In the 1960s, a group of friends at an all girls school learn that their school is going to be combined with a nearby all boys school. They concoct a plan to save their school while dealing with everyday problems along the way.
The film philosophical approach at redemption. The protagonist Manual Jordan has gotten parole from a life sentence for the murder of Abner Easley, and returns to the city he lived in to ... See full summary »
Billy Bob Thornton,
When Berke Landers, a popular high school basketball star, gets dumped by his life-long girlfriend, Allison, he soon begins to lose it. But with the help of his best friend Felix's sister ... See full summary »
Based on a true story, 15 year old Tina Spangler discovers she is pregnant. Her choices are abortion, adoption, or a lonely, exhausting life as a single parent. Abandoned by her boyfriend, ... See full summary »
A mythic memory play in the vein of The Wicker Man, Deeply is the story of a traumatized teenager, Claire McKay, who is brought to the Island of her ancestors in the hopes of she will recover from the sudden death of her first love. Claire encounters an eccentric writer, Celia, who tells her the story of another grief-stricken teenager, Silly, and the curse which has haunted the Island since the days of the Vikings. As Celia recounts the story of Silly and her great loss, a story that is yet without an ending, Claire relives her own trauma and undergoes a catharsis which sets her spirit free, healed of the grief and horror. As Celia said, a good story does indeed have the power to heal. But the ending to Celia's story has still to be written... Written by
Genevieve Kierans, Publicist
After a tragedy, teenager Claire is brought to an coastal fishing village, which based on the closing credits must have been in Nova Scotia. Her mother Fiona has split up with Claire's father Max (who is not seen, though there is a phone conversation when the phone actually works). They are staying with Uncle Pete, and Claire hates being cut off from the world. In flashbacks, she is shown playing the violin with an orchestra of some sort, and she seems to like one of the boys in the orchestra. She brings the violin with her and does play once. A reference is made to the family living in Berlin, and the closing credits do refer to Berlin, Germany, but no one in this movie has an accent that would suggest they are German. I thought maybe these people were Scottish or Irish.
One day while swimming in the ocean, Claire sees a package. It turns out to be a manuscript of a story by Celia, a cranky old woman. At first, Celia seems to want nothing to do with anyone else, but when Claire expresses an interest in the story, and this makes Celia happy. As Celia tells the story, we see it happen. Claire seems to cheer up whenever she visits Celia, but otherwise she remains quite bitter.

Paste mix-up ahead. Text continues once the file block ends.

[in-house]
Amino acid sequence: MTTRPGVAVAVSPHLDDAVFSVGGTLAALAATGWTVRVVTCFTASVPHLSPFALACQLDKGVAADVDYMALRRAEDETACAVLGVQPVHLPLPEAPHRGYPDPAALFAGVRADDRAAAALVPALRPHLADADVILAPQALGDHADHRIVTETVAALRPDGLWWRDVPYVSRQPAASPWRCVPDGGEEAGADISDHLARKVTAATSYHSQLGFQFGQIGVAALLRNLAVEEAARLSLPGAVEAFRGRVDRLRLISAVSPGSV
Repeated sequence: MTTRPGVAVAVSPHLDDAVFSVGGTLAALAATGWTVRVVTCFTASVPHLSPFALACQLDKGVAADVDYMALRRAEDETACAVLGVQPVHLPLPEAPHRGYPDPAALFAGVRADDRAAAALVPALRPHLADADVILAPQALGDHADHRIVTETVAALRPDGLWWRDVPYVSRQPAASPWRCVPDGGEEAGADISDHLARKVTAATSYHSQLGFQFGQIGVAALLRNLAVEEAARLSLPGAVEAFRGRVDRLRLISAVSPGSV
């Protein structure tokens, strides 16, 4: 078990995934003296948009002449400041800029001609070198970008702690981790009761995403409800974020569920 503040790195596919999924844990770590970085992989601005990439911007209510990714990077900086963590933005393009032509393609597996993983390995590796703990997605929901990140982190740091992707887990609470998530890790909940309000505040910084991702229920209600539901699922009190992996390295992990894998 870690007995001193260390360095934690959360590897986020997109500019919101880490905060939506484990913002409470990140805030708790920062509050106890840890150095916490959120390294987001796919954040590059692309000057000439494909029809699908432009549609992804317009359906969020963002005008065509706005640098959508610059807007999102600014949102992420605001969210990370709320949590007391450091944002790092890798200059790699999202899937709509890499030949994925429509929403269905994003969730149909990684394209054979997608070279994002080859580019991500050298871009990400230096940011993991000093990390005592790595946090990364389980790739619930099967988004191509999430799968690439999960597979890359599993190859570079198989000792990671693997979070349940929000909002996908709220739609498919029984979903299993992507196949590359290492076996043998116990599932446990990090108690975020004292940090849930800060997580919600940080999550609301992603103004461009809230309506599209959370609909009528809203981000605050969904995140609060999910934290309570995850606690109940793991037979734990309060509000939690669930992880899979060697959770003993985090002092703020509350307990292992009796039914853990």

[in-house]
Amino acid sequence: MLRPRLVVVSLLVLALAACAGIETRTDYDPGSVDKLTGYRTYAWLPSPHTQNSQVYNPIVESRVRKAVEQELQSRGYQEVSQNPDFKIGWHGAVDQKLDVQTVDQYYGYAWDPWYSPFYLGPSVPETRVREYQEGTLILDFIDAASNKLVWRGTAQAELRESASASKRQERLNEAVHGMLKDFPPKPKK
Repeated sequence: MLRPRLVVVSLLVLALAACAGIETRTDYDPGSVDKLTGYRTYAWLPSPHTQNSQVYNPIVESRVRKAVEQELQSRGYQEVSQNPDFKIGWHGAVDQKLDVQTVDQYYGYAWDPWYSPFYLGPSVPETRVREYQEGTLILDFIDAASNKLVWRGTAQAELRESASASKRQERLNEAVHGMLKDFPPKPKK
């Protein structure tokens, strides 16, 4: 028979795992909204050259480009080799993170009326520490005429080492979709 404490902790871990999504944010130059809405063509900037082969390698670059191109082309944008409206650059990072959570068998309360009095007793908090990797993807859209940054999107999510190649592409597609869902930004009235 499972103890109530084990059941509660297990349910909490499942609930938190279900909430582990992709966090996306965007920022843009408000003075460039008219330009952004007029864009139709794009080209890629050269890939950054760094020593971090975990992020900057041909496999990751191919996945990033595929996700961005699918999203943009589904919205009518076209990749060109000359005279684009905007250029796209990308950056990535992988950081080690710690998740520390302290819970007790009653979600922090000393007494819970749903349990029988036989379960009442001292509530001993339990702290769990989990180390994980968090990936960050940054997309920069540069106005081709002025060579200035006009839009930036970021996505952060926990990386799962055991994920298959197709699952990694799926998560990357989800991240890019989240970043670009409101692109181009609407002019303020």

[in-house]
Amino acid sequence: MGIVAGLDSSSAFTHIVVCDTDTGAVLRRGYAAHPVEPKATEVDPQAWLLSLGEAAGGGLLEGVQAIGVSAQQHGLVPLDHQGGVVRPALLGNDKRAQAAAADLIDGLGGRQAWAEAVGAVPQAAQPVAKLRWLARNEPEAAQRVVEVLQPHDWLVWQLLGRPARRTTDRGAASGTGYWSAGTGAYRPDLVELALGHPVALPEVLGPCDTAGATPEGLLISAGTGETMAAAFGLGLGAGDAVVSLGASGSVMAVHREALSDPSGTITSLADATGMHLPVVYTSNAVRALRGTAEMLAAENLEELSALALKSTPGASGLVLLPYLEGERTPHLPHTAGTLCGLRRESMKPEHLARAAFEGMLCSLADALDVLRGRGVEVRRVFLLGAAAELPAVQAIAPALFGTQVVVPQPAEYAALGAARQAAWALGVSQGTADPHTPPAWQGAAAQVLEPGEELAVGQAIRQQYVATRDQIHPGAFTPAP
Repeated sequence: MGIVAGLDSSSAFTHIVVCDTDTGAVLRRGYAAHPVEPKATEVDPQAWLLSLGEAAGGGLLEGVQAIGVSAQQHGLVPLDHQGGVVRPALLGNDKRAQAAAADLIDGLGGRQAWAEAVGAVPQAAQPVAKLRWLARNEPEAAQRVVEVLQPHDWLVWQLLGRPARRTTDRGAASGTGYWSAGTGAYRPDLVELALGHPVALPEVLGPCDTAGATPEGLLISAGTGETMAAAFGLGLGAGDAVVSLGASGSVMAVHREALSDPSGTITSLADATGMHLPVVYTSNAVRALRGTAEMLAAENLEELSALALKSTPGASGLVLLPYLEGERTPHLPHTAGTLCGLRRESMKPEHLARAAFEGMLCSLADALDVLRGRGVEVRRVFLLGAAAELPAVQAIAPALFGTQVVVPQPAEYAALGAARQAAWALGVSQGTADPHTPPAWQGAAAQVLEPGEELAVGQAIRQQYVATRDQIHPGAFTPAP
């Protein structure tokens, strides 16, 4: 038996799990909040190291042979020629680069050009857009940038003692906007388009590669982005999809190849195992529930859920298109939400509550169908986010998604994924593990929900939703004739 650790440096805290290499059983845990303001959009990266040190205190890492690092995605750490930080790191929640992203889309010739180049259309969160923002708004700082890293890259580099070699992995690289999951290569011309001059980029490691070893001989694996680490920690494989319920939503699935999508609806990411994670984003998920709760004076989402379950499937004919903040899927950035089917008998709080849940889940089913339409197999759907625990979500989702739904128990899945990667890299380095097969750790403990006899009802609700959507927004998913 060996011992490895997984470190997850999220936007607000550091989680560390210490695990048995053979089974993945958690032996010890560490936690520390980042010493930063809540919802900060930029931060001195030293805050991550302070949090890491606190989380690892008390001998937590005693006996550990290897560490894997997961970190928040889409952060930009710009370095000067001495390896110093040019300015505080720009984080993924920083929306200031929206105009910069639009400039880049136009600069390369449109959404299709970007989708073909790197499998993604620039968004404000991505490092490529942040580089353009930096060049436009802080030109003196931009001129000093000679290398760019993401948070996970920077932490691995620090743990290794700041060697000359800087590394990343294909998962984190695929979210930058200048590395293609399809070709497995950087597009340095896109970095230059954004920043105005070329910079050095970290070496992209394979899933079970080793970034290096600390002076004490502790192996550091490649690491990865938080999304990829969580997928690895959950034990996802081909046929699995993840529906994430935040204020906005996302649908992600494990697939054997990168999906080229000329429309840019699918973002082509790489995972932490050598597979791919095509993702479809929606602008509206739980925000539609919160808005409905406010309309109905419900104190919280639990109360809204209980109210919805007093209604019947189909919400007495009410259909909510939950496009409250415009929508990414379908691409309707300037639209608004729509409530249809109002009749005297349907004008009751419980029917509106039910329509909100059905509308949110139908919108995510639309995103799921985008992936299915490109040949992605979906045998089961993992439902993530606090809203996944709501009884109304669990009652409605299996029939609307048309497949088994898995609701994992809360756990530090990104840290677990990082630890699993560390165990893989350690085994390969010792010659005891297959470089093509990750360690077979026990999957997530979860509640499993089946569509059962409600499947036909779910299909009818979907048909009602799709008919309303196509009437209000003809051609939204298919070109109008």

A baby is born to Rose, the first baby of the fishing season, in a village that is one of the best places anywhere for fishermen. The people wonder if this baby will be "the one," as if she is something evil. The baby is baptized, and yet still people behave as if she is evil.
Silly, the little girl, helps the fishermen out. She appears to be a hard worker. And shortly before she turns 16, she is pretty but quite a tomboy and certainly rough-natured. This must have been a family movie because surely such a girl in real life would have used language nice girls shouldn't hear, but Silly is almost G-rated. Almost.
And then it happens. Every 50 years since the Vikings arrived nearly a thousand years earlier (probably not counting the years after the Vikings gave up on this place), there has been some sort of tragic death, and the fish have disappeared. It is called "the curse". The people are ready to give up, but Silly believes the fish will come back.
After she steals the doctor's boat and wrecks it, Silly must go to work for the doctor, who also rents out rooms, to pay him back. He is a stern and demanding taskmaster, yet Silly continues with her attitude. Then comes the day a large ship docks in the community. Admiral Griggs wants to build a military base which would require changes that would put an end to fishing, even if the fish would have come back. Based on the date on a tombstone, all of this is taking place shortly after World War II. The admiral, his spoiled wife, and their handsome son James stay with the doctor, and Silly must tend to their every need. Actually, James stays in a tent on the beach, but Silly doesn't mind taking care of him, if you know what I mean.
There are parallels to the present day. On the radio, it is announced that once again fishing has ended in this town and developers want to take over and make the community prosperous again.
And Claire and Silly are both teens who are rebellious and misunderstood, who have had difficulties in their love life.
Kirsten Dunst is the real reason to watch this movie. She does such a wonderful job, and of course her looks add something, even if her appearance isn't consistent with her character's background. I wouldn't have even known Lynn Regrave, but I guess she is getting up in years. She too gives a very good performance. And Brent Carver is quite good as Silly's frustrated father. I will say everyone with a leading role does a good job.
I liked the traditional music at a dance.
Overall, I found this movie depressing. I was glad there were some pleasant scenes and even some humor, but this movie is probably intended for women or girls who "enjoy a good cry." That isn't me. I was particularly distressed with the progress of Claire's character. But if you are someone who keeps a supply of Kleenex for your favorite movies, and you enjoy stories about life on the coast where civilization hasn't quite caught up, this is a good choice.
1 of 2 people found this review helpful.
Was this review helpful to you?